A resident of Lancaster found out that traps were set for coyotes in her neighborhood. Her neighbor had seen a coyote in the vicinity and it had “stared” at her. To her, that meant danger. The neighbor sent out flyers warning other neighbors that they and their pets were in danger because coyotes were around. Unfortunately, the owner of the development company, in a typically ignorant response to the neighbor’s complaint, hired a wildlife trapper.

The person who called our “hotline” loved seeing wildlife in her neighboring fields and knew that coyotes are part of a healthy ecosystem. She couldn’t stand the idea of animals being caught in the vicious traps, but how could she stop it? Then she heard Animal Advocates’ ad on the radio. She called us and was referred to me, Urban Wildlife Committee Director, who supported her desire for non-lethal solutions to wildlife problems. I contacted Elise Able of Fox Wood Wildlife Rescue. Elise is a most respected coyote expert all over New York State because of her vast knowledge and experience with these wonderful animals.

Elise supplied the caller with a plan of action. The caller followed through with Elise’s plan and within a day the trapper’s job was cancelled and the traps were taken away! Animal Advocates, Elise and the caller are now working on educating the residents of Lancaster about coyotes. The caller was extremely pleased, and said, “Because I heard the ad I called your group, and you led me to Elise! Thank goodness I heard your ad!”

This story has a happy ending not only for those coyotes but for all the other animals, wild and domestic, that most likely would have suffered in those traps.

WHAT CAN YOU DO? Help us educate your town, village, or city about wildlife. When people don’t understand wildlife it causes panic and the result most often is that the animal in question is killed. Local officials need to be supplied with information about humane wildlife experts that they should call when a resident believes he/she has nuisance wildlife. In the majority of such cases, there is a peaceful solution. The caller, Urban Wildlife Committee Director, and Elise Able worked together and saved many animals. Volunteer to help with this effort and you, too, can help to prevent much suffering.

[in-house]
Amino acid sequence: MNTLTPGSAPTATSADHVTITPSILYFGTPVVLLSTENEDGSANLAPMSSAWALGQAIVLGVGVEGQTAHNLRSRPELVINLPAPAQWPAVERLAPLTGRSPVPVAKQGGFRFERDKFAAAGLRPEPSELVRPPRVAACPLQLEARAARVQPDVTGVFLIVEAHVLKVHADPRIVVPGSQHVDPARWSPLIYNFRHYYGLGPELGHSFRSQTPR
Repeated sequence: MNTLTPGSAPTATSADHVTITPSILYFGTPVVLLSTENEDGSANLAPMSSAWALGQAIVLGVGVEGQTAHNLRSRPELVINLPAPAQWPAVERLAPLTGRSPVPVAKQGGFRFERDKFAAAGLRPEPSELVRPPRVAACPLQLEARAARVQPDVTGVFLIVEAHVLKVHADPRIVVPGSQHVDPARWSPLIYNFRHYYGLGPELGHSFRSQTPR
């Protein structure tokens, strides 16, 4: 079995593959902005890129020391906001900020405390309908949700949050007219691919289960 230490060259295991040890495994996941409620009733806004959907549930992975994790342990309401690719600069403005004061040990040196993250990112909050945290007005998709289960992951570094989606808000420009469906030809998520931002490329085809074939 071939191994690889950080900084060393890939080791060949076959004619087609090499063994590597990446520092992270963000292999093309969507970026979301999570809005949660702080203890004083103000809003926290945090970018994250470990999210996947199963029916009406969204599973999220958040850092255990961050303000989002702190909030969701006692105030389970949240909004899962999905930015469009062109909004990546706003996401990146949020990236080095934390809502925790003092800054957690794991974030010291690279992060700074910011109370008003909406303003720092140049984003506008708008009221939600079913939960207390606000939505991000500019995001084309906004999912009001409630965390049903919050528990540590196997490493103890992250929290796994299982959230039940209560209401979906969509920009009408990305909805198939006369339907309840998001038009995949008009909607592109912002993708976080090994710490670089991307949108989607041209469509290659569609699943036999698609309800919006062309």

You can contact: Valerie Will, Director of Urban Wildlife Committee of Animal Advocates of Western New York.


Reported by Virginia Fuller, former president of the New England Wildlife Center, 9/4/07
THE MASSACHUSETTS Division of Fisheries and Wildlife recently extended coyote hunting season by five weeks, making the season on coyotes and foxes the longest for any game animal. The new rules also put coyotes on the list of “nuisance” wildlife to be controlled by Problem Animal Control agents. Marion E. Larson, a wildlife biologist for the state, said in a Springfield newspaper that the
longer season isn’t being proposed as a population control measure, but rather a way to provide more chances for recreational hunting. She said hunting has little effect on the numbers of coyotes; more trapping or hunting pressure may even increase their birthrate. MassWildlife and its board admitted that the extended hunting season is designed solely to satisfy hunters.

Go on to Ask Uncle Joe